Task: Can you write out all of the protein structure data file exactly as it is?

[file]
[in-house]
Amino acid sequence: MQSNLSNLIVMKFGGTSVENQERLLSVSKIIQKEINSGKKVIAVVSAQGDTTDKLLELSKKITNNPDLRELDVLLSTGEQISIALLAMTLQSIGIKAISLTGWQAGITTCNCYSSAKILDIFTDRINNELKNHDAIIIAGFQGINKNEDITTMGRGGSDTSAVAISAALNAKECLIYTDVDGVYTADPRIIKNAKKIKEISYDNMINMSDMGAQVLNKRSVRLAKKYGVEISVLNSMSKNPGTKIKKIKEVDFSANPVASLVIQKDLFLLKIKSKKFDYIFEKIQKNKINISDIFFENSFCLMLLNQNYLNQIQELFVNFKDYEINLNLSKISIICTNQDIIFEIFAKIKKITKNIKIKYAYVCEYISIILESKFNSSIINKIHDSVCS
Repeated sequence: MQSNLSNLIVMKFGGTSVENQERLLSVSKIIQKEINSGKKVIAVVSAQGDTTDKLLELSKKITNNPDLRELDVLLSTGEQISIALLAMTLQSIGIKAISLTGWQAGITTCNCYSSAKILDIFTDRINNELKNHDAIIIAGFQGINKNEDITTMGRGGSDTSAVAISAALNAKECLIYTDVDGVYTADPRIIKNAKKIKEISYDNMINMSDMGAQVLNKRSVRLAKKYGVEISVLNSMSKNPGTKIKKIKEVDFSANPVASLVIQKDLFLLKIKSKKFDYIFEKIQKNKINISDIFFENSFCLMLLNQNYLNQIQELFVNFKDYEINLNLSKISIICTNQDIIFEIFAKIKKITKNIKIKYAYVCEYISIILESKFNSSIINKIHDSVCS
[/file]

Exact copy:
[in-house]
Amino acid sequence: MQSNLSNLIVMKFGGTSVENQERLLSVSKIIQKEINSGKKVIAVVSAQGDTTDKLLELSKKITNNPDLRELDVLLSTGEQISIALLAMTLQSIGIKAISLTGWQAGITTCNCYSSAKILDIFTDRINNELKNHDAIIIAGFQGINKNEDITTMGRGGSDTSAVAISAALNAKECLIYTDVDGVYTADPRIIKNAKKIKEISYDNMINMSDMGAQVLNKRSVRLAKKYGVEISVLNSMSKNPGTKIKKIKEVDFSANPVASLVIQKDLFLLKIKSKKFDYIFEKIQKNKINISDIFFENSFCLMLLNQNYLNQIQELFVNFKDYEINLNLSKISIICTNQDIIFEIFAKIKKITKNIKIKYAYVCEYISIILESKFNSSIINKIHDSVCS
Repeated sequence: MQSNLSNLIVMKFGGTSVENQERLLSVSKIIQKEINSGKKVIAVVSAQGDTTDKLLELSKKITNNPDLRELDVLLSTGEQISIALLAMTLQSIGIKAISLTGWQAGITTCNCYSSAKILDIFTDRINNELKNHDAIIIAGFQGINKNEDITTMGRGGSDTSAVAISAALNAKECLIYTDVDGVYTADPRIIKNAKKIKEISYDNMINMSDMGAQVLNKRSVRLAKKYGVEISVLNSMSKNPGTKIKKIKEVDFSANPVASLVIQKDLFLLKIKSKKFDYIFEKIQKNKINISDIFFENSFCLMLLNQNYLNQIQELFVNFKDYEINLNLSKISIICTNQDIIFEIFAKIKKITKNIKIKYAYVCEYISIILESKFNSSIINKIHDSVCS